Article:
And if they don’t have any water in their backyard, they can always contact a certified field site. Those are agencies that have programs that do water quality monitoring, watershed activities…where they can take a field trip to do Texas aquatic science.

The benefits of Texas aquatic science curriculum are far reaching.

If we get the kids, at a young age, to protect those resources through science investigations, games, models, internet projects, then when they get older, they’re going to be the ambassadors for the water here in Texas.

Bring Texas Aquatic Science to your classroom; learn how when you click the Education tab on the Texas Parks and Wildlife website.

The Sport Fish Restoration Program Supports our series.

For Texas Parks and Wildlife, I’m Cecilia Nasti.

Back to School Week: Texas Children in Nature

Wednesday, August 8th, 2018

Children connecting with nature. Image: www.texaschildreninnature.org

This is Passport to Texas Back to School Week

Richard Louv coined the term “Nature Deficit Disorder” in his 2006 book, Last Child in the Woods. Three years later, the Children in Nature Network formed.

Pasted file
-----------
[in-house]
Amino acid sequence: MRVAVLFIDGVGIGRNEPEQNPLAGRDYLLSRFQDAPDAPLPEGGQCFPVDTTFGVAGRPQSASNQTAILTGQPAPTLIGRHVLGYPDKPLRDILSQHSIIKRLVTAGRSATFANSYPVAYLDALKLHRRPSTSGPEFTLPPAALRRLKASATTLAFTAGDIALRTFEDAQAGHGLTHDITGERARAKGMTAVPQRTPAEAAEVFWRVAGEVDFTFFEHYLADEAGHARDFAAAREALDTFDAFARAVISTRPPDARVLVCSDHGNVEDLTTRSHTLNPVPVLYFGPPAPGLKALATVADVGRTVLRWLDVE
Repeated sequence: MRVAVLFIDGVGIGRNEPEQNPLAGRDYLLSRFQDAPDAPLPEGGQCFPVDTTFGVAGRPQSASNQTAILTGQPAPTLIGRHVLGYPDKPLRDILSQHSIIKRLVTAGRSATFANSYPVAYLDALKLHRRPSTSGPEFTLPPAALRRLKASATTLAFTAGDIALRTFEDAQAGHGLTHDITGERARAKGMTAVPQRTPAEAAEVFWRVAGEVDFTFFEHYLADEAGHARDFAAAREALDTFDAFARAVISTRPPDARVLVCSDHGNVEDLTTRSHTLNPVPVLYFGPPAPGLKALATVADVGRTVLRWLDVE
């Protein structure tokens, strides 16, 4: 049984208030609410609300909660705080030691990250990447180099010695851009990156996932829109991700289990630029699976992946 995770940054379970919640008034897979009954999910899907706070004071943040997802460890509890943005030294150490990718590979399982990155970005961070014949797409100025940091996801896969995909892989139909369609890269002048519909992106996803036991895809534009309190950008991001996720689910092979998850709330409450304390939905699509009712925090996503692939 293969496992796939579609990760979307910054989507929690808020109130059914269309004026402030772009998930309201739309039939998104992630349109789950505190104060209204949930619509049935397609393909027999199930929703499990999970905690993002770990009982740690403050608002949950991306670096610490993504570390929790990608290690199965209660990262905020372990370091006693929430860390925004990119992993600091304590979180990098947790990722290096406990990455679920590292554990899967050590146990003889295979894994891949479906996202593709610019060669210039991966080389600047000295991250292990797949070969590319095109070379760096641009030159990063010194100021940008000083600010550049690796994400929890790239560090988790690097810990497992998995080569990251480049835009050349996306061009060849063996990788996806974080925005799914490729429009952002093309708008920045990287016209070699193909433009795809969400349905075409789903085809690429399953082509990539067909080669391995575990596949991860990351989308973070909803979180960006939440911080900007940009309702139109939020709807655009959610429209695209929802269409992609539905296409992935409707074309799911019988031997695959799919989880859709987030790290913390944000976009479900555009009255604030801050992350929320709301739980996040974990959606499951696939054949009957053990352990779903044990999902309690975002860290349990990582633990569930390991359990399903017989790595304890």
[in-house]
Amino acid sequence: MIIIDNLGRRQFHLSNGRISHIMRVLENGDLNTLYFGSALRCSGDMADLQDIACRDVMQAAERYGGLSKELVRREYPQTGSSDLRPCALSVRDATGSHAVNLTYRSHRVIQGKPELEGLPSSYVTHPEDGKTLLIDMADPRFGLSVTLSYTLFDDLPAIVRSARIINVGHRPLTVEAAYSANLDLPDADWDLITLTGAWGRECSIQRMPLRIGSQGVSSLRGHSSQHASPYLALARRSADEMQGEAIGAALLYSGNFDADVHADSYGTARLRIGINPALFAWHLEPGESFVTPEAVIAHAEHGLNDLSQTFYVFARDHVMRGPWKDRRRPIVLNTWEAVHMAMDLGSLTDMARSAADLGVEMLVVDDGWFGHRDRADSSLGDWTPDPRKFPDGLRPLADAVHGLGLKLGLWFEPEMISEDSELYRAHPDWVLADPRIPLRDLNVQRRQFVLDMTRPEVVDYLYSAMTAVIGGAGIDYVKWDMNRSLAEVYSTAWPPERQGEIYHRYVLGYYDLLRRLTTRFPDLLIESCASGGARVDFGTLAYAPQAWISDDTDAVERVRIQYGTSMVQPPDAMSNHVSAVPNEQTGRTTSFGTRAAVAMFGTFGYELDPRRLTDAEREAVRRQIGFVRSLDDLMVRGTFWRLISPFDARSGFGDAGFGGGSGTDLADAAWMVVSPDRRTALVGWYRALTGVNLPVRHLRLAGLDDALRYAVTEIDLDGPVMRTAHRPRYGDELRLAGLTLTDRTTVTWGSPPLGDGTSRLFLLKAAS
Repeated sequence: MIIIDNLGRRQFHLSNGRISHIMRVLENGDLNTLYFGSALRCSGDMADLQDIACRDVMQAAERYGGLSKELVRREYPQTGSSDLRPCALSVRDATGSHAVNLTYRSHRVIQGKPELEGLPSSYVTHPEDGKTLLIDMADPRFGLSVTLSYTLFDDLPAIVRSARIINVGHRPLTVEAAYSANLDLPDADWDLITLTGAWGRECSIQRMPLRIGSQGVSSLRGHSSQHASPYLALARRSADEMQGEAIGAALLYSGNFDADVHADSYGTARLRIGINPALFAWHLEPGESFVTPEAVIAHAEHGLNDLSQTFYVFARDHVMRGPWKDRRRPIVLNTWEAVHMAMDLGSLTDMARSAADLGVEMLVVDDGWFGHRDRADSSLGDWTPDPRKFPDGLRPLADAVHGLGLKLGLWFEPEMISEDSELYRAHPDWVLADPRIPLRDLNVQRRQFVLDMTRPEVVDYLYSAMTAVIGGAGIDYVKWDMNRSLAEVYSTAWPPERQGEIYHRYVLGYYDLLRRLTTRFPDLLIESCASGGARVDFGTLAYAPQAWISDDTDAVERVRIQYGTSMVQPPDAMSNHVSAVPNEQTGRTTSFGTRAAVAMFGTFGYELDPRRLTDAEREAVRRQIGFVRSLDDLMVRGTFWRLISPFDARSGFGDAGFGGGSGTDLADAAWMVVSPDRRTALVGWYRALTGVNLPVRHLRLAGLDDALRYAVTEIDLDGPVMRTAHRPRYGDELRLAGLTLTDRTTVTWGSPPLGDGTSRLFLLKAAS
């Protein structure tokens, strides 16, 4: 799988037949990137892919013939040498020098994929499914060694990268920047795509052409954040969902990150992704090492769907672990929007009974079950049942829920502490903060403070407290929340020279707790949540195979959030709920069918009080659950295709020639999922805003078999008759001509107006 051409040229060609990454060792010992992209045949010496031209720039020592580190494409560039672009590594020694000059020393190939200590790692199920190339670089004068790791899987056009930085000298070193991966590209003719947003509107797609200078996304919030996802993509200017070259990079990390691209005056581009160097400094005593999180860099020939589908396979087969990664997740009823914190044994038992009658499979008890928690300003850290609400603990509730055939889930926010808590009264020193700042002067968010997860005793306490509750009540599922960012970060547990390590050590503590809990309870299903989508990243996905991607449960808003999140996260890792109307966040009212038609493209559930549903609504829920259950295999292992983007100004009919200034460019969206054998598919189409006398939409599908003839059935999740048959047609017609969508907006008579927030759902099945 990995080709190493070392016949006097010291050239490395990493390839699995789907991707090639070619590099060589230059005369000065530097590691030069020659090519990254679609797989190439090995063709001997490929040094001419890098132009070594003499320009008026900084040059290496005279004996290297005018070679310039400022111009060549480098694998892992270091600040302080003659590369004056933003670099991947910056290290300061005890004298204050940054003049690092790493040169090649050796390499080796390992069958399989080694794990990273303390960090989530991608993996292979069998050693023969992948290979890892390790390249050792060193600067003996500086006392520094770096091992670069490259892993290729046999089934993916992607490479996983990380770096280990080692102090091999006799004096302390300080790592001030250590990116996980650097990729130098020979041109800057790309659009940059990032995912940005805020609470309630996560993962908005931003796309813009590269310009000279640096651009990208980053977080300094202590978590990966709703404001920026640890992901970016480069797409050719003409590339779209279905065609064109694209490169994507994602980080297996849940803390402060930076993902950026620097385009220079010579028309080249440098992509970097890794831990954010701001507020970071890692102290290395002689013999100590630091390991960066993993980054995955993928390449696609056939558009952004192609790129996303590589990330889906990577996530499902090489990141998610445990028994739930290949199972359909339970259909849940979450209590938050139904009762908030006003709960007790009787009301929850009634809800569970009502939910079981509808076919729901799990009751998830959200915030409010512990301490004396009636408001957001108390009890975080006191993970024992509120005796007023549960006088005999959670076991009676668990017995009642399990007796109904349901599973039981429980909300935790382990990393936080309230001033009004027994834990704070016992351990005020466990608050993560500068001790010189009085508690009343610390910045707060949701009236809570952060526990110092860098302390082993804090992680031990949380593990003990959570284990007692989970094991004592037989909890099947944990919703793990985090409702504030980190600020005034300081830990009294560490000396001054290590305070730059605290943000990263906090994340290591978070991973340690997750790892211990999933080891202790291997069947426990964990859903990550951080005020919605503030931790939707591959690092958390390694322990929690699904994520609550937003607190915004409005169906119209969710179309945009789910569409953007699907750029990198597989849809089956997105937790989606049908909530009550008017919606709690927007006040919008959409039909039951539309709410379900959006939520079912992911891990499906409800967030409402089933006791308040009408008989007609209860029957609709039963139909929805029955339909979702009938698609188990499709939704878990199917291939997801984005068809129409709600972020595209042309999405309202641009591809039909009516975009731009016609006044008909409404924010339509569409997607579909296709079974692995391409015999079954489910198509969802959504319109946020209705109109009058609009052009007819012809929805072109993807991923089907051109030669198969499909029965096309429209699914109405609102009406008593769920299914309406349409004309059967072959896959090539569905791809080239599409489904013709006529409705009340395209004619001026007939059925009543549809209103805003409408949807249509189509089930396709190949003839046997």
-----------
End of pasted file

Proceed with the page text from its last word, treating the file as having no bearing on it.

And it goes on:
And the real work began: to reconnect children and families with nature around the state.

Jennifer Bristol coordinates the Texas Children in Nature program at Texas Parks and Wildlife.

We work with over 500 partner organizations to look at how does the education, the conservation, the built environment, the faith communities, the different youth development communities, health community—all work in tandem to make sure that we are doing our very best to connect more children and families with nature.

Children spend between 7 and 11 hours indoors with media. Health experts attribute this sedentary lifestyle to a rise in childhood obesity and behavior issues.

When they’re not connected with nature, those things are more prevalent. Versus if they’re outdoors and they’re active and they’re enjoying playing in nature—those are healthy life choices that stick with them for their entire life.

Teachers can help improve the future of our youth.

What I talk to teachers about all the time is any lesson can be taught outdoors. It’s very beneficial; they’re more engaged while they’re out there. And most teachers that take that step out the door see good results.

Find classroom resources on the Texas Parks and Wildlife website—click the Education tab. And, the Nature Rocks Texas website points families to nearby nature-based activities.

Our series receives support from RAM Trucks; built to serve.

For Texas Parks and Wildlife, I’m Cecilia Nasti.